EMISSIONS PROJECTS: A second Takreer EPC package, for flare-gas recovery, is intended to address two issues: it will redeploy gas that is flared without economic gain and, in doing so, reduce Takreer’s carbon emissions. According to MEED, a wide range of technical bids were submitted in May 2012. As Abu Dhabi pushes to reduce its emissions, the world’s leading EPC contractors will be keeping a close eye on two of the emirate’s reduction projects. One project spearheaded by the Abu Dhabi Gas Liquefaction Company is designed to reduce the carbon dioxide and sulphur dioxide emitted from the Ruwais plant. While full construction packages have yet to be tendered, in April 2012 AMEC, a British engineering and project management firm, was awarded a contract for the front-end engineering design phase of the project, which is expected to last 10 months. The second project grabbing attention was initiated by ADMA-OPCO at the offshore oil and gas facilities on Das Island. Valued at around $50m, the project has attracted EPC bids from two international players, Greece’s Consolidated Contractors Company and France’s Tecnip, as well as the UAE-based Adyard. An award is expected by the end of 2012.
ENHANCED OIL RECOVERY (EOR): The push for emissions reduction projects in Abu Dhabi is manifesting in other ways, through the growing carbon capture and storage (CCS) industry. Masdar, the government-backed renewable energy company, issued a tender in 2012 for a CCS compression facility and pipeline between Mussafah and Rumaitha. The project is promising, given that it will help meet emissions goals, and the captured and re-injected carbon will boost crude oil output. However, despite the contract’s progress, hydrocarbons firms remain concerned about high start-up and operating costs for CCS technology (see analysis).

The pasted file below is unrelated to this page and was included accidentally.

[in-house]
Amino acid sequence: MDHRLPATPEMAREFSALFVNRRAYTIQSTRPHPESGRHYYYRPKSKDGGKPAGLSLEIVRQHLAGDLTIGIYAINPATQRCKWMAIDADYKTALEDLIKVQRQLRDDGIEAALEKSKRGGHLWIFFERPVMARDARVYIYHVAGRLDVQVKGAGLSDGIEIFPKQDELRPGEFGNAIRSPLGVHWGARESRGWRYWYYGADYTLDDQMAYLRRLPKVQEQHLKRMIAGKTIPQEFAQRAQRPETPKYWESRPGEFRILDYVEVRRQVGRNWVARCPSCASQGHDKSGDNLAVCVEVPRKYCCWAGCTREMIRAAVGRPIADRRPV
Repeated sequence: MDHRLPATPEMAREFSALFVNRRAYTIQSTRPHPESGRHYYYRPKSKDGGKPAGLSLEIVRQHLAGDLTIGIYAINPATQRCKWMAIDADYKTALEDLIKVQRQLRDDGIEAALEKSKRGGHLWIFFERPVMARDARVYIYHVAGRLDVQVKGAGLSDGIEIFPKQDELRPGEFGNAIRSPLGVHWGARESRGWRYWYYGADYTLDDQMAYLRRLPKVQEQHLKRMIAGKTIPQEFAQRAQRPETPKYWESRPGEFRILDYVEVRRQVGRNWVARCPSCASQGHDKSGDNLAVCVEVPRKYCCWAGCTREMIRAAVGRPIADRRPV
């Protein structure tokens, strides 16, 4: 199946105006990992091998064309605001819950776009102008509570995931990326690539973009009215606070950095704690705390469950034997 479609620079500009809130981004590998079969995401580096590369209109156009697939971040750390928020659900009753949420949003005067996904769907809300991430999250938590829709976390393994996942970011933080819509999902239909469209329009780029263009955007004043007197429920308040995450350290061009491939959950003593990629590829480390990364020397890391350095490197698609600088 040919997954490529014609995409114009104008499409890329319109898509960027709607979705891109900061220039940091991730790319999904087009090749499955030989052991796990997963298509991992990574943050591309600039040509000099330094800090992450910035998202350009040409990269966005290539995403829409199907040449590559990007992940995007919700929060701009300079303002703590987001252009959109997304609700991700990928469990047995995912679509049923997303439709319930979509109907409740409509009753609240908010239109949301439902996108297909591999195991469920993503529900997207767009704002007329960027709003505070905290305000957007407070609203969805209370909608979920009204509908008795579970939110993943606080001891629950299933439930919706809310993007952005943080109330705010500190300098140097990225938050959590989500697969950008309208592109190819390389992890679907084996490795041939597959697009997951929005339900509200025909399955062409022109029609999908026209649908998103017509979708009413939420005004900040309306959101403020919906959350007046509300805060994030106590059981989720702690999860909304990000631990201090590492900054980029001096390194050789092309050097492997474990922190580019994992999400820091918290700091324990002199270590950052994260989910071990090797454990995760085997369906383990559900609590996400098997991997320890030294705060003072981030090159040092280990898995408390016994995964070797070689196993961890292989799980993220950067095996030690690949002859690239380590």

“The future success of the emirate’s oil and gas industry relies on embracing new technologies that aim to extract more out of mature reserves,” José Pereira, the Middle East representative for Partex Oil and Gas, told OBG. “At present, target recovery factors in the sector is between 40% and 45%; higher recovery factors can be achieved, but at a price.” As of early 2012, five firms had submitted proposals for management consultancy of projects, though there had not yet been any EPC tenders. With the government backing EOR development, firms will find Abu Dhabi ready to welcome them.